Photo: People's Daily)
Washington (People’s Daily) – The annual meeting for the US National Academy of Medicine (NAM) held Monday announced its new members. The academy elected 75 new members, six of whom were Chinese Americans, along with 10 new international members.
Acceptance into the academy is one of the highest honors in the health and medical sectors which recognizes individuals who have made outstanding achievements and have shown a commitment to service.
“This distinguished and diverse class is truly a remarkable set of scholars and leaders whose work has advanced science, improved health, and made the world a better place for everyone,” said National Academy of Medicine President Victor J. Dzau.
“Their expertise in science, medicine, health, and policy in the US and around the globe will help our organization address today’s most pressing health challenges and inform the future of health and health care,” he said.
The new members include Dr. Yang Chai, Craniofacial Biology at the University of Southern California; Dr. Ying-Hui Fu, Department of Neurology, University of California, San Francisco; Dr. Linda M. Liau, Neurosurgery Department chair at the University of California, Los Angeles; Dr. Xihong Lin, chair and professor of Biostatistics and Statistics, Harvard T.H. Chan School of Public Health; Dr. Xiaobin Wang, Director for the Center on Early Life Origins of Disease, Johns Hopkins Bloomberg School of Public Health, and professor of pediatrics, Johns Hopkins University School of Medicine and Children's Center, Baltimore; Dr. King-Wai Yau, Neuroscience - Johns Hopkins University School of Medicine.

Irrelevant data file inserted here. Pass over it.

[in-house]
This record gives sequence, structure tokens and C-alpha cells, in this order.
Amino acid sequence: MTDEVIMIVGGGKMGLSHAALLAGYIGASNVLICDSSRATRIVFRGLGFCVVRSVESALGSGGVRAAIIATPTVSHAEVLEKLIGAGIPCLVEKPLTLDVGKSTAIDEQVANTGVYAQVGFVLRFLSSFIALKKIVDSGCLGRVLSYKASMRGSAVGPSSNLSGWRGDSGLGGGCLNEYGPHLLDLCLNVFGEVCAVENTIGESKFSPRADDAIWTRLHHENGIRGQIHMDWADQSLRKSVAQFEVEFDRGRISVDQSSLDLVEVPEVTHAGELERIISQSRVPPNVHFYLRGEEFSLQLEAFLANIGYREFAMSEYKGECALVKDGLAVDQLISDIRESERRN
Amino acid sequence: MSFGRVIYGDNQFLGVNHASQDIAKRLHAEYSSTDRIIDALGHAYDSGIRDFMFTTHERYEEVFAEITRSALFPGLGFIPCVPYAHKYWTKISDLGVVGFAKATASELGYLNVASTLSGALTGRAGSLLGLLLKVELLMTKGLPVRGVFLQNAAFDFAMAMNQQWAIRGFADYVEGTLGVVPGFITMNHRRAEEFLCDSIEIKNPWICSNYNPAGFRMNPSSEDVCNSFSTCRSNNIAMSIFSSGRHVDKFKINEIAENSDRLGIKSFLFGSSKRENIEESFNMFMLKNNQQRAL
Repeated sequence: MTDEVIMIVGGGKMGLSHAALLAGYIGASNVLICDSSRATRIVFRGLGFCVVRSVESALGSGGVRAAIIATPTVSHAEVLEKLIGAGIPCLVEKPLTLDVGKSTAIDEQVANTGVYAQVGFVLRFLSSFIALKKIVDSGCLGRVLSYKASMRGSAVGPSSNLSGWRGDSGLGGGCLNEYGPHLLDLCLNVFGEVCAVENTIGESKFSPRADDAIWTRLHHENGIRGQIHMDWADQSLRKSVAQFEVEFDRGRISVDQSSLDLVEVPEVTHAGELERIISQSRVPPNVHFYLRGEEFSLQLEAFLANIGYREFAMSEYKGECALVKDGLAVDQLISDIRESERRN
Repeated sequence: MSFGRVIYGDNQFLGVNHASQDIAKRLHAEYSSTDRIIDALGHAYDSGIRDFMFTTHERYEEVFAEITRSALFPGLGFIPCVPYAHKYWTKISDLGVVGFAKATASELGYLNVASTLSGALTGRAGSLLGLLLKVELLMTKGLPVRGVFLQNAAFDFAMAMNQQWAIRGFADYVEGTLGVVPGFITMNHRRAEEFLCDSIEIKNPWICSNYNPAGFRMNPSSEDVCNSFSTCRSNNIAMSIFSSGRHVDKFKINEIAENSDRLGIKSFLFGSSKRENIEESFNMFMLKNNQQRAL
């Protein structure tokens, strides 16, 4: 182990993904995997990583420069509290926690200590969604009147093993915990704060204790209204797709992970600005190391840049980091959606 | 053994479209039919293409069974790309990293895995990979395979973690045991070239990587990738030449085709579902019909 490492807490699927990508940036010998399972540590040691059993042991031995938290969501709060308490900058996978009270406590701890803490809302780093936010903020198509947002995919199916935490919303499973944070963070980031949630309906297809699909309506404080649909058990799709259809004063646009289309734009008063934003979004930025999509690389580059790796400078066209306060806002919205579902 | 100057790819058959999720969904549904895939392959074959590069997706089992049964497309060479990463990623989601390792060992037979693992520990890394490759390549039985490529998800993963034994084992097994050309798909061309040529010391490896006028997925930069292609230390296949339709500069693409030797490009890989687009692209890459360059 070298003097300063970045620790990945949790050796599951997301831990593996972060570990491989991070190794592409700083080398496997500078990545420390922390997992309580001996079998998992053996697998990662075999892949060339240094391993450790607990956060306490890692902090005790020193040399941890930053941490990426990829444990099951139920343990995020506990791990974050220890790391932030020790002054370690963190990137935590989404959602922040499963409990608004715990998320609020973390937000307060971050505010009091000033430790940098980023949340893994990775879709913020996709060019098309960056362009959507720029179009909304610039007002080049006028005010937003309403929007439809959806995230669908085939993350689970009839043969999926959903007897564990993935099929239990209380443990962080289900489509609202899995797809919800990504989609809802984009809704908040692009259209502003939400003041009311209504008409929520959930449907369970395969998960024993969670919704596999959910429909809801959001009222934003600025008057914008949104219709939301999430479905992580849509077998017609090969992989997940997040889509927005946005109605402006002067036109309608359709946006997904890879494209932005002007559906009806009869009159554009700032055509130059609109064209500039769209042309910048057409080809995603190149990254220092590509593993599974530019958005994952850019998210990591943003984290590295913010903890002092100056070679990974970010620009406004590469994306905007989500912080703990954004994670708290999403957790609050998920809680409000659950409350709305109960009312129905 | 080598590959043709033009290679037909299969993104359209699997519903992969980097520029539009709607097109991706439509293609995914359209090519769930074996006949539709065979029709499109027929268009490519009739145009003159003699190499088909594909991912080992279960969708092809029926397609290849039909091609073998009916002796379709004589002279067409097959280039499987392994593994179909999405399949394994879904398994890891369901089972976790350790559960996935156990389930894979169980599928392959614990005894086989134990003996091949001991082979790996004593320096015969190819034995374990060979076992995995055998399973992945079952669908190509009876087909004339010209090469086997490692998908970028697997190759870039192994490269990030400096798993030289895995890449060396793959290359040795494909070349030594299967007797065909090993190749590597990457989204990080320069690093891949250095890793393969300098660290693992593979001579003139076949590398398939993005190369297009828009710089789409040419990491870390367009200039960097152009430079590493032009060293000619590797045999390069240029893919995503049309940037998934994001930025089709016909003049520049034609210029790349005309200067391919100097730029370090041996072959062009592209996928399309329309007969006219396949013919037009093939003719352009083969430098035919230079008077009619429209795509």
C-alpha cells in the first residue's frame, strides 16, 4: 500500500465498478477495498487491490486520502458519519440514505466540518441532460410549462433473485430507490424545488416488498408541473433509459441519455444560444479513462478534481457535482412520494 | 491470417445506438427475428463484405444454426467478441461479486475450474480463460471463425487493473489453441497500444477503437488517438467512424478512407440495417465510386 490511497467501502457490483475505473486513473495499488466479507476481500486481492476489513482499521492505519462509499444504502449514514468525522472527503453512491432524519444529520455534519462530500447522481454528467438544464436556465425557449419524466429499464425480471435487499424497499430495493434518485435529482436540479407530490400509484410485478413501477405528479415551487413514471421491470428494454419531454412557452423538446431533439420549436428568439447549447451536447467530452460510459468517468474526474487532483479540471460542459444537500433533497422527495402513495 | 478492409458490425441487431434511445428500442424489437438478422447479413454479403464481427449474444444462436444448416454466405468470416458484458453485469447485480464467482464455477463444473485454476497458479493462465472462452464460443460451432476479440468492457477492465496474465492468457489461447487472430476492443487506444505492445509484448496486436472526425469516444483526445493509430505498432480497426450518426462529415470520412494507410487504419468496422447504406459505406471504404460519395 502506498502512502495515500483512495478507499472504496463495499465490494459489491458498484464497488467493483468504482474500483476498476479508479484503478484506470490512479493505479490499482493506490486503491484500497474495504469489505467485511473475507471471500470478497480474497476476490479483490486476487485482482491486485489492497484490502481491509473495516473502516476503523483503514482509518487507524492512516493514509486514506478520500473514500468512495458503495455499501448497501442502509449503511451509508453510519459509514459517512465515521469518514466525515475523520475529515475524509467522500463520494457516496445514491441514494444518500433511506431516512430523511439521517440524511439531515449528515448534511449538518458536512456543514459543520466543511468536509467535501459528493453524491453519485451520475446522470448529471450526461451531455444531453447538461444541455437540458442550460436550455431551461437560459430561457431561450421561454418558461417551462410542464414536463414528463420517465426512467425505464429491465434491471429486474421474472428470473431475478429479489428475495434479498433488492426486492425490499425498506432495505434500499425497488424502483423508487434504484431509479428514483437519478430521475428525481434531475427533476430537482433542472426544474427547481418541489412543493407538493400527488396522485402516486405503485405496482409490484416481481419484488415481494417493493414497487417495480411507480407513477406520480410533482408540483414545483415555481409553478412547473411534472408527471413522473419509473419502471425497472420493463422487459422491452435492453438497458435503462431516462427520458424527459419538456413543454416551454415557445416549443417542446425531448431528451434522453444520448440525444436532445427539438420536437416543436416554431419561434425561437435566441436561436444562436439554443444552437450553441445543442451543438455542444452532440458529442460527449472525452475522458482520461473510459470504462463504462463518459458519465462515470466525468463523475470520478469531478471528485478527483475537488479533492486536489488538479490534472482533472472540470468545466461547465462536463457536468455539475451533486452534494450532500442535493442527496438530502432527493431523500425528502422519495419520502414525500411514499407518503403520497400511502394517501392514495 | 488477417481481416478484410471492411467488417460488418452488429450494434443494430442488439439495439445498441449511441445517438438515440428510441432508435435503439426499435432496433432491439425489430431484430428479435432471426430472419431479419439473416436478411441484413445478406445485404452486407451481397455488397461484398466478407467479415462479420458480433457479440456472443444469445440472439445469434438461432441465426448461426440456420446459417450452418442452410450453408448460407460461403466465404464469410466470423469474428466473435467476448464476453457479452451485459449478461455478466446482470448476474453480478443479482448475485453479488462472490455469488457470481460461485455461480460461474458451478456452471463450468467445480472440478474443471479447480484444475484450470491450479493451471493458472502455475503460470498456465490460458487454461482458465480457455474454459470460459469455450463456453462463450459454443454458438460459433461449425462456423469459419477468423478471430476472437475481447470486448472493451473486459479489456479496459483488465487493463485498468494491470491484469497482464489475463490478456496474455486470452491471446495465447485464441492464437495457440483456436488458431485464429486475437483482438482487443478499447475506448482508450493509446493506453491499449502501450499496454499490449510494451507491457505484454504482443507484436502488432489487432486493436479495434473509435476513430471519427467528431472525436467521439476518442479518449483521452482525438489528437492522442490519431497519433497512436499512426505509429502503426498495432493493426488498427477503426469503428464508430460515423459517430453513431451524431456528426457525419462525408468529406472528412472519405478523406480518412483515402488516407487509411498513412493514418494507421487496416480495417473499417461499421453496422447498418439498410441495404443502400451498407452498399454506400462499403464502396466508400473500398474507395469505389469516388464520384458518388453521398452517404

Dr. Gabriel Matthew Leung, Population Health professor and Dean of Medicine at the University of Hong Kong received international membership.
New members are elected by academy members through a voting process that recognizes the most dedicated individuals who have made major contributions in medical care and public health. Talent diversity is assured by the academy’s Articles of Organization, which stipulate that at least 25 percent of the total membership come from fields beyond the health sector and include law, engineering, social sciences and humanities. NAM’s total membership stands at 2,178, with 159 international members.
Established originally as the Institute of Medicine in 1970 by the National Academy of Sciences, the National Academy of Medicine addresses critical issues in health, science, medicine, and related policy and inspires positive actions across sectors.
NAM works alongside the National Academy of Sciences and National Academy of Engineering to provide independent, objective analysis and advice to the nation and conduct other activities to solve complex problems and inform public policy decisions.